While the PLD rates currently remain at 2008 levels, the Government of Canada is working to establish a new PLD framework that is affordable and sustainable. PLD rates are reviewed regularly to help military personnel and their families with the cost of living when posted to various locations across Canada.

The PLD allowance is separate from pay. More information on this allowance is available in Chapter 205.45 on Allowances for Officers and Non-Commissioned Members.

Military members continue to be supported by a robust compensation and benefits package, reflecting the unique nature and demands placed on military members and their families. Components of the total compensation package are continuously reviewed and updated as required. The PLD is one component of the overall benefits package.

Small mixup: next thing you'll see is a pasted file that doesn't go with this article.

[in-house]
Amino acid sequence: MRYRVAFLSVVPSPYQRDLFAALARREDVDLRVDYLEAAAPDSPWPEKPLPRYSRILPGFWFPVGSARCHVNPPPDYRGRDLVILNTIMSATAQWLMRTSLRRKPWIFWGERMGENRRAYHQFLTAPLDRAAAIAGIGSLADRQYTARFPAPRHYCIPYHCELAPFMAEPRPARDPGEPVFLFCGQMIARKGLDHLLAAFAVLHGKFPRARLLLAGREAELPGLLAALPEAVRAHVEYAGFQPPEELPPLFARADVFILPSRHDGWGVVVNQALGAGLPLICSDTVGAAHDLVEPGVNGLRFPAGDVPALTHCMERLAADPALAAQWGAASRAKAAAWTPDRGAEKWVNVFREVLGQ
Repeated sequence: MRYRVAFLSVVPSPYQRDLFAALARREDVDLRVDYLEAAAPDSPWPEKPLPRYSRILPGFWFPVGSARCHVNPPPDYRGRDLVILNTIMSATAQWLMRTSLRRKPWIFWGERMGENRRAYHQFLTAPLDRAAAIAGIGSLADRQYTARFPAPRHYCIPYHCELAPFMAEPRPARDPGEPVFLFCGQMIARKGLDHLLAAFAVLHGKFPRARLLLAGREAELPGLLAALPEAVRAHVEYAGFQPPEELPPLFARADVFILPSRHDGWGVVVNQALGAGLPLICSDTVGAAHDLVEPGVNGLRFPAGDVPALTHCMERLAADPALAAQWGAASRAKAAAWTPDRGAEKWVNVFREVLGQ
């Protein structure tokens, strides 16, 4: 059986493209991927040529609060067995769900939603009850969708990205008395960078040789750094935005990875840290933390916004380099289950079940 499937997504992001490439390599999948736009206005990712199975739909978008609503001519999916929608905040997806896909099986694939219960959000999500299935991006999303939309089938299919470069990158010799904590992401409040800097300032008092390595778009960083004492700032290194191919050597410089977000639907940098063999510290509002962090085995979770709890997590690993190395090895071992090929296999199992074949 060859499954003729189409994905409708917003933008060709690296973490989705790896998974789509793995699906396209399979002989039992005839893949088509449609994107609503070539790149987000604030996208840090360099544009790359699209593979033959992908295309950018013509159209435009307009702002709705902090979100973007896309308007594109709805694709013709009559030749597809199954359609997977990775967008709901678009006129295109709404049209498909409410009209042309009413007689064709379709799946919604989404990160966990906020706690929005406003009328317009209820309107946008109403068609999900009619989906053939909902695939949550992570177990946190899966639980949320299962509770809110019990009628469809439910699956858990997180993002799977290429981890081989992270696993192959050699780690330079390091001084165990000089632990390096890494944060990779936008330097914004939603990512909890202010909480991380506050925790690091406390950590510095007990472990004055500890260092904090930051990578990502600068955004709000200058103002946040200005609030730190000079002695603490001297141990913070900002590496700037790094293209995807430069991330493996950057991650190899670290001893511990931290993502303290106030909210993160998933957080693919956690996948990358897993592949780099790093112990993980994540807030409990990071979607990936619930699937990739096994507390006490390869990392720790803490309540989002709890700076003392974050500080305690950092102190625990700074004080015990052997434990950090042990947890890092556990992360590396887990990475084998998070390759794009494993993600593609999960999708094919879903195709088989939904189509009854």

If a housing unit is renovated, will the rent increase?

Only major upgrades (total renovation, kitchen and bathroom renovation, etc.) increase the value of the unit and consequently the rent. Repairs and maintenance projects such as plumbing, electrical, or counter replacements will not have an impact on the rent.

Do rental rates take into account a military member’s rank?

Rent is purely based on the local market value which considers housing type, size, and age, as well as access to amenities, additions like a garage and general condition of the units. Rank or size of the family is not a consideration for rent setting.

How do you calculate utility charges if RHUs are not individually metered for heat, electricity, and/or water?